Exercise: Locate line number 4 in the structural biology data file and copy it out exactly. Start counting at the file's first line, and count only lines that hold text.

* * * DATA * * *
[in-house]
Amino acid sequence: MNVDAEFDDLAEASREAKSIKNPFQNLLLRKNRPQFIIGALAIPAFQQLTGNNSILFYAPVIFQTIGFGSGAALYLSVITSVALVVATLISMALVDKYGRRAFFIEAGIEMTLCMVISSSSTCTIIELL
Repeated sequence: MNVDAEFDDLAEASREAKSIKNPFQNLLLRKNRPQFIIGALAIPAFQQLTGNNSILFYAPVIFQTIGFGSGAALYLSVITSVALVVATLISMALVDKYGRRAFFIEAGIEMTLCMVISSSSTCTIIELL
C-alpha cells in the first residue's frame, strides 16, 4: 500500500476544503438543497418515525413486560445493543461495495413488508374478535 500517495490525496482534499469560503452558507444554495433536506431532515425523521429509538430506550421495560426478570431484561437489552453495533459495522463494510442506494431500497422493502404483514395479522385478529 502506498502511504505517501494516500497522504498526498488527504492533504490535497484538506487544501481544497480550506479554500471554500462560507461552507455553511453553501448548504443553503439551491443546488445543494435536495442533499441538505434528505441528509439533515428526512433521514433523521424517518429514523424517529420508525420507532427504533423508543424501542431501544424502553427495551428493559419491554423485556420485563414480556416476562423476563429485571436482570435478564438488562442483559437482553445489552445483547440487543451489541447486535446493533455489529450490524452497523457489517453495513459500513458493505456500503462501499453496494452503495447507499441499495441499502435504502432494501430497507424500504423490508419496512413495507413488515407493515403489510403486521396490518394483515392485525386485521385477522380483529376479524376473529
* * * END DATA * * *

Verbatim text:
C-alpha cells in the first residue's frame, strides 16, 4: 500500500476544503438543497418515525413486560445493543461495495413488508374478535 500517495490525496482534499469560503452558507444554495433536506431532515425523521429509538430506550421495560426478570431484561437489552453495533459495522463494510442506494431500497422493502404483514395479522385478529 502506498502511504505517501494516500497522504498526498488527504492533504490535497484538506487544501481544497480550506479554500471554500462560507461552507455553511453553501448548504443553503439551491443546488445543494435536495442533499441538505434528505441528509439533515428526512433521514433523521424517518429514523424517529420508525420507532427504533423508543424501542431501544424502553427495551428493559419491554423485556420485563414480556416476562423476563429485571436482570435478564438488562442483559437482553445489552445483547440487543451489541447486535446493533455489529450490524452497523457489517453495513459500513458493505456500503462501499453496494452503495447507499441499495441499502435504502432494501430497507424500504423490508419496512413495507413488515407493515403489510403486521396490518394483515392485525386485521385477522380483529376479524376473529